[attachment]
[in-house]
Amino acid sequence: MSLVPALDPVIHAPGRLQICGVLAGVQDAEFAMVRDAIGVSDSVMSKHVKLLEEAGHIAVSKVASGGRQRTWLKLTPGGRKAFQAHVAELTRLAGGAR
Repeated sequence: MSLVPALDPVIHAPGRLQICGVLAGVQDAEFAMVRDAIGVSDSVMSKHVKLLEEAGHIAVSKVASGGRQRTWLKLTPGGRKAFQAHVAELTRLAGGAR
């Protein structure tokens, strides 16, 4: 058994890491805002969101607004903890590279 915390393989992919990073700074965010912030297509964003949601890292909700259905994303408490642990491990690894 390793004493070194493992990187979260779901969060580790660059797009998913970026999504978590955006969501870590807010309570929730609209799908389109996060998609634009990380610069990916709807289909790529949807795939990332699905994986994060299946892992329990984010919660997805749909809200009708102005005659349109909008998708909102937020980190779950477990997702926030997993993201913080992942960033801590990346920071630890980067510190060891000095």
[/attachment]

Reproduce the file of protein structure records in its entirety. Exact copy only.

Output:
[in-house]
Amino acid sequence: MSLVPALDPVIHAPGRLQICGVLAGVQDAEFAMVRDAIGVSDSVMSKHVKLLEEAGHIAVSKVASGGRQRTWLKLTPGGRKAFQAHVAELTRLAGGAR
Repeated sequence: MSLVPALDPVIHAPGRLQICGVLAGVQDAEFAMVRDAIGVSDSVMSKHVKLLEEAGHIAVSKVASGGRQRTWLKLTPGGRKAFQAHVAELTRLAGGAR
């Protein structure tokens, strides 16, 4: 058994890491805002969101607004903890590279 915390393989992919990073700074965010912030297509964003949601890292909700259905994303408490642990491990690894 390793004493070194493992990187979260779901969060580790660059797009998913970026999504978590955006969501870590807010309570929730609209799908389109996060998609634009990380610069990916709807289909790529949807795939990332699905994986994060299946892992329990984010919660997805749909809200009708102005005659349109909008998708909102937020980190779950477990997702926030997993993201913080992942960033801590990346920071630890980067510190060891000095």